VOLUME 6 SURVEILLANCE
CHAPTER 2 PARTS
Section 20 Part
(PIC) Operating Experience Observations (PTRS Codes 1356 and 1645)
Source Basis: Section
Operating Experience, Operating Cycles, and Consolidation of Knowledge and Skills.
6-605 GENERAL. This section contains direction and
guidance to be used by Operations inspectors for conducting Operating Experience (OE) observations
as required by Title 14 of the Code of Federal Regulations (14 CFR)
A Federal Aviation Administration (FAA) inspector must
observe a pilot who is qualifying as a pilot in command (PIC) in an initial
new-hire, initial equipment, or an upgrade curriculum. The inspector must observe
the pilot while the pilot is performing the prescribed duties of a PIC before
serving unsupervised in revenue service. This observation is conducted while
the candidate is acquiring OE. The purpose of this observation is to ensure
that the transfer of learning from training to line operations has occurred
and that the candidate has acquired the skills and judgment necessary to effectively
perform PIC responsibilities.
6-606 SCHEDULING POLICIES. The following policies apply to scheduling §
B. Scheduling Prerequisites. The FAA observation is not the line check required by
therefore, the inspector does not have to observe a line check
being administered by the check pilot. The preferred procedure is for an FAA
inspector to observe the PIC’s performance during the latter stages of OE. Earlier
observation, though allowed, may result in a need for additional observation.
The principal operations inspector (POI) should coordinate with the operator
for effective scheduling of OE observations to preclude the need for followup observations.
6-607 PRACTICES AND PROCEDURES. The following practices and procedures
must be observed by inspectors while observing PIC candidates.
A. Introduction. The inspector will meet the crew and gain access to the
aircraft through the normal procedures for conducting en route inspection. In
addition, the inspector must discuss the conduct of the flight with both the
check pilot and the candidate and review the candidate’s progress to date. During
the discussion, the inspector should ensure that the check pilot and the candidate
understand the following information:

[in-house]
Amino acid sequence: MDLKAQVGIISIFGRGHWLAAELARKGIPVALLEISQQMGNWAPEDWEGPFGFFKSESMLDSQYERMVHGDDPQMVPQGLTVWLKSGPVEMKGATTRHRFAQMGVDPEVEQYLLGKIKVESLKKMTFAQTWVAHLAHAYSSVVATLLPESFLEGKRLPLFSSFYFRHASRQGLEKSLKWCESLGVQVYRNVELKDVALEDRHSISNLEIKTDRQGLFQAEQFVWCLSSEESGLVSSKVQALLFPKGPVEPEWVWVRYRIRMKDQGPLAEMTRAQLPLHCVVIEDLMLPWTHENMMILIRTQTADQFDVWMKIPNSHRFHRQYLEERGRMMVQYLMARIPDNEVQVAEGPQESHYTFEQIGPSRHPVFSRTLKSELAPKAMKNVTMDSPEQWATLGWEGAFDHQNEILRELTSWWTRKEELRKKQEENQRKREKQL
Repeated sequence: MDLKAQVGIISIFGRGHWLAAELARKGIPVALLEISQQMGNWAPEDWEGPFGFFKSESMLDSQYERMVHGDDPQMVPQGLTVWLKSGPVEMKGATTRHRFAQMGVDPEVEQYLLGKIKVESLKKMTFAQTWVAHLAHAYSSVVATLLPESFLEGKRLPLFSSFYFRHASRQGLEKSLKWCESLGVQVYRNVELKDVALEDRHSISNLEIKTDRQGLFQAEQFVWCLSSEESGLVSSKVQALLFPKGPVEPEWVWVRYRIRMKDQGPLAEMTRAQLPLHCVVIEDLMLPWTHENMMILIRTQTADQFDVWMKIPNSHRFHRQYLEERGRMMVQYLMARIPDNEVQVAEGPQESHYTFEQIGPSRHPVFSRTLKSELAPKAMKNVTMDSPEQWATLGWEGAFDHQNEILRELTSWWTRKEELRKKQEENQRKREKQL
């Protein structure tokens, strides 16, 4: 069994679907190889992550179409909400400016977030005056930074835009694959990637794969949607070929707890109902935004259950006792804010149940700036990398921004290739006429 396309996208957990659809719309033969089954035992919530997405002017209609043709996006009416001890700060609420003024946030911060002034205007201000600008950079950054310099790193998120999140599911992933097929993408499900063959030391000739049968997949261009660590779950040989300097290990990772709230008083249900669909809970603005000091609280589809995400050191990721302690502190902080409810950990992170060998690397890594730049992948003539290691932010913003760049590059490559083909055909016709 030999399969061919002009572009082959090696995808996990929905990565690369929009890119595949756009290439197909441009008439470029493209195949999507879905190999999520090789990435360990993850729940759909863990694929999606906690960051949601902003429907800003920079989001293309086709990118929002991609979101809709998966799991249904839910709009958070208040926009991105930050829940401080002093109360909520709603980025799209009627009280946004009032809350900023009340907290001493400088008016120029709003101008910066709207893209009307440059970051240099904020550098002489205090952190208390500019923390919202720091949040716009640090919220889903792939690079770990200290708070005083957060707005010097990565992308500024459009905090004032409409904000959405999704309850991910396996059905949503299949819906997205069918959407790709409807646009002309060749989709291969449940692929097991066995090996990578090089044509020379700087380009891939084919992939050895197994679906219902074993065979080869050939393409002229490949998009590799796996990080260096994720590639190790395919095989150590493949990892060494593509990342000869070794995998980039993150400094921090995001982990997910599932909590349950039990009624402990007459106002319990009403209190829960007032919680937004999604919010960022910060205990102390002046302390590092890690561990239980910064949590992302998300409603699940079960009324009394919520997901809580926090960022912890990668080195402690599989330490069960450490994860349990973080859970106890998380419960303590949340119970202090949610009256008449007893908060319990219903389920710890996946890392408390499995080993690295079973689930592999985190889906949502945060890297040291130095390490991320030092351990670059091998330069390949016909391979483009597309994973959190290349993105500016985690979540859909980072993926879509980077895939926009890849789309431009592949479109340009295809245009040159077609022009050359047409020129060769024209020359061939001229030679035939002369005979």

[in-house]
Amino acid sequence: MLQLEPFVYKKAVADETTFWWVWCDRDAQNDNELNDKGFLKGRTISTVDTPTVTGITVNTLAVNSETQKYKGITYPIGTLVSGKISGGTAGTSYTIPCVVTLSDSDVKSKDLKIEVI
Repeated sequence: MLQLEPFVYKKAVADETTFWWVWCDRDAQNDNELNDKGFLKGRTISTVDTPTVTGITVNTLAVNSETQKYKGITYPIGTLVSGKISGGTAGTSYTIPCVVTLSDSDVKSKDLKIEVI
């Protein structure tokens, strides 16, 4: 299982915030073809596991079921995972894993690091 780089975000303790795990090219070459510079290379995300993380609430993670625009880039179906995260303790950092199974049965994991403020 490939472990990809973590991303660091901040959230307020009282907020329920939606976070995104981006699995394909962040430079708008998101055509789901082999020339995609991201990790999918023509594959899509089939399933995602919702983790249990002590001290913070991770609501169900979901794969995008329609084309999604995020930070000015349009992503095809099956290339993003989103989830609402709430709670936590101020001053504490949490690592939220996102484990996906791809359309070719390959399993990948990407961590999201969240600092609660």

1) The FAA recognizes that the check pilot is the PIC. The candidate,
however, is expected to perform all of the duties of the PIC. The check pilot
is expected to act as a qualified second in command (SIC).
2) As the actual PIC, the check pilot is ultimately responsible for the safety
of the flight. Should a situation arise that involves in-flight safety, the
check pilot must take charge of the situation.
B. Conduct of the Observation. The inspector who performs the
observation should evaluate the items specified in
Volume 6, Chapter 2, Section 9.
The inspector should be as unobtrusive as
possible during the flight and avoid intruding into the interaction between
crewmembers. The inspector should not conduct oral examinations during the flight.
Should an event occur that raises a question about the candidate’s knowledge,
the inspector should take notes and make inquiries after the flight.
C. Postflight Procedures. After the flight, the check pilot and the inspector
should conduct a debriefing. The check pilot’s comments are beneficial, as the
check pilot is more familiar with specific company procedures.
1) If the candidate’s performance during the flight meets the required standards,
the inspector must inform the candidate and the check pilot that the observation
is complete. If the candidate’s performance does not yet meet required standards,
the inspector must indicate the areas in which the candidate’s performance needs
to improve and that another observation has to be made before the candidate
can enter revenue service as a PIC. The inspector should inform the candidate
that, before the next observation, the candidate must receive further training
or OE, and a check pilot must again certify that the candidate is ready for the observation.
2) If the inspector has indicated to the candidate that the observation
is incomplete because the candidate’s performance has not yet reached required
standards, the inspector should contact the POI by telephone and provide a description
of the candidate’s performance so that the POI can take followup action.
6-608 PROGRAM TRACKING AND REPORTING SUBSYSTEM (PTRS) INPUT.
A. Complete Observation. The observation of a check pilot conducting OE
for a flightcrew member, in conjunction with the requirement of §
is recorded in the PTRS by using activity code 1645 (check airman surveillance),
with 1356 in the tracking field. When the 1645 activity
code is used, the check pilot must be entered in section I. A separate PTRS
entry must be made by using the activity code 1356, with 1645 in the tracking
field. When the 1356 activity code is used, the qualifying PIC must be entered
in section I. This method of using two PTRS entries is unique to the OE observation activity.
B. Incomplete Observation. The inspector should report an incomplete
observation in the PTRS as an en route inspection (activity code 1624) with appropriate comments.
RESERVED. Paragraphs 6-609 through 6-623.